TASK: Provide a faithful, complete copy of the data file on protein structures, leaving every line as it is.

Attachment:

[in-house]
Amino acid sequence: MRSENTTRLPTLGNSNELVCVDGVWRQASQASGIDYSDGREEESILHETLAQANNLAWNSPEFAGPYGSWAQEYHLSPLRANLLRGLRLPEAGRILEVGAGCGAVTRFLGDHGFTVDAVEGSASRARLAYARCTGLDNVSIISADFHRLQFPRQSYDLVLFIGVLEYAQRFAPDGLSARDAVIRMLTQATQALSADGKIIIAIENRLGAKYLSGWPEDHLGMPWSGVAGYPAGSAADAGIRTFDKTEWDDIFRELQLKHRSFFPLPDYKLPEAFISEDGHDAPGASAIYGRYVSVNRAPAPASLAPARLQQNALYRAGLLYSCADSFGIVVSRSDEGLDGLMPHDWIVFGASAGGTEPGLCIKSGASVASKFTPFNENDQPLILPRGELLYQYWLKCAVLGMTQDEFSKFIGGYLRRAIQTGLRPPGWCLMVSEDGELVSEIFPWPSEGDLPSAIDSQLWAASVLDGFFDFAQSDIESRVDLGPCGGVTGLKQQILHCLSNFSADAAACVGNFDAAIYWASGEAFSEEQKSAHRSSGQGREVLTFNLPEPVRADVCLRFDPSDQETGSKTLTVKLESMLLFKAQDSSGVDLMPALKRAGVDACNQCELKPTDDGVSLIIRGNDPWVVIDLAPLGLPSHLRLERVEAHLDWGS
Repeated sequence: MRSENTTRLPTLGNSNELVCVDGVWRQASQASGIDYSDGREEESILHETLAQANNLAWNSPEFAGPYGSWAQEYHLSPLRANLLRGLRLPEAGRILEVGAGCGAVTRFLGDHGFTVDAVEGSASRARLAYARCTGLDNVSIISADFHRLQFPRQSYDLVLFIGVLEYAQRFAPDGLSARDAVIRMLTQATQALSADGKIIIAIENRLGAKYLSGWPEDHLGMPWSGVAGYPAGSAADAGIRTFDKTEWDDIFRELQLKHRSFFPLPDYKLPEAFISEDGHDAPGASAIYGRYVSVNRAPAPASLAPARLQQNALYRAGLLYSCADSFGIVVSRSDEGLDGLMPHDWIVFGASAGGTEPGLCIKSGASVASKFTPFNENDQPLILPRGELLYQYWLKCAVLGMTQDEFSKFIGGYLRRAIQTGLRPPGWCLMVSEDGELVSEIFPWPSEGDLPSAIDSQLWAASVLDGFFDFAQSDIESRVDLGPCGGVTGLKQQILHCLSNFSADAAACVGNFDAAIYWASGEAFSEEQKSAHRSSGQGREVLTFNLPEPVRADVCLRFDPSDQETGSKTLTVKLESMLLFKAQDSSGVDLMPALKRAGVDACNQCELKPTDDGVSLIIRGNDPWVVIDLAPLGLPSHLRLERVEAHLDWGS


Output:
[in-house]
Amino acid sequence: MRSENTTRLPTLGNSNELVCVDGVWRQASQASGIDYSDGREEESILHETLAQANNLAWNSPEFAGPYGSWAQEYHLSPLRANLLRGLRLPEAGRILEVGAGCGAVTRFLGDHGFTVDAVEGSASRARLAYARCTGLDNVSIISADFHRLQFPRQSYDLVLFIGVLEYAQRFAPDGLSARDAVIRMLTQATQALSADGKIIIAIENRLGAKYLSGWPEDHLGMPWSGVAGYPAGSAADAGIRTFDKTEWDDIFRELQLKHRSFFPLPDYKLPEAFISEDGHDAPGASAIYGRYVSVNRAPAPASLAPARLQQNALYRAGLLYSCADSFGIVVSRSDEGLDGLMPHDWIVFGASAGGTEPGLCIKSGASVASKFTPFNENDQPLILPRGELLYQYWLKCAVLGMTQDEFSKFIGGYLRRAIQTGLRPPGWCLMVSEDGELVSEIFPWPSEGDLPSAIDSQLWAASVLDGFFDFAQSDIESRVDLGPCGGVTGLKQQILHCLSNFSADAAACVGNFDAAIYWASGEAFSEEQKSAHRSSGQGREVLTFNLPEPVRADVCLRFDPSDQETGSKTLTVKLESMLLFKAQDSSGVDLMPALKRAGVDACNQCELKPTDDGVSLIIRGNDPWVVIDLAPLGLPSHLRLERVEAHLDWGS
Repeated sequence: MRSENTTRLPTLGNSNELVCVDGVWRQASQASGIDYSDGREEESILHETLAQANNLAWNSPEFAGPYGSWAQEYHLSPLRANLLRGLRLPEAGRILEVGAGCGAVTRFLGDHGFTVDAVEGSASRARLAYARCTGLDNVSIISADFHRLQFPRQSYDLVLFIGVLEYAQRFAPDGLSARDAVIRMLTQATQALSADGKIIIAIENRLGAKYLSGWPEDHLGMPWSGVAGYPAGSAADAGIRTFDKTEWDDIFRELQLKHRSFFPLPDYKLPEAFISEDGHDAPGASAIYGRYVSVNRAPAPASLAPARLQQNALYRAGLLYSCADSFGIVVSRSDEGLDGLMPHDWIVFGASAGGTEPGLCIKSGASVASKFTPFNENDQPLILPRGELLYQYWLKCAVLGMTQDEFSKFIGGYLRRAIQTGLRPPGWCLMVSEDGELVSEIFPWPSEGDLPSAIDSQLWAASVLDGFFDFAQSDIESRVDLGPCGGVTGLKQQILHCLSNFSADAAACVGNFDAAIYWASGEAFSEEQKSAHRSSGQGREVLTFNLPEPVRADVCLRFDPSDQETGSKTLTVKLESMLLFKAQDSSGVDLMPALKRAGVDACNQCELKPTDDGVSLIIRGNDPWVVIDLAPLGLPSHLRLERVEAHLDWGS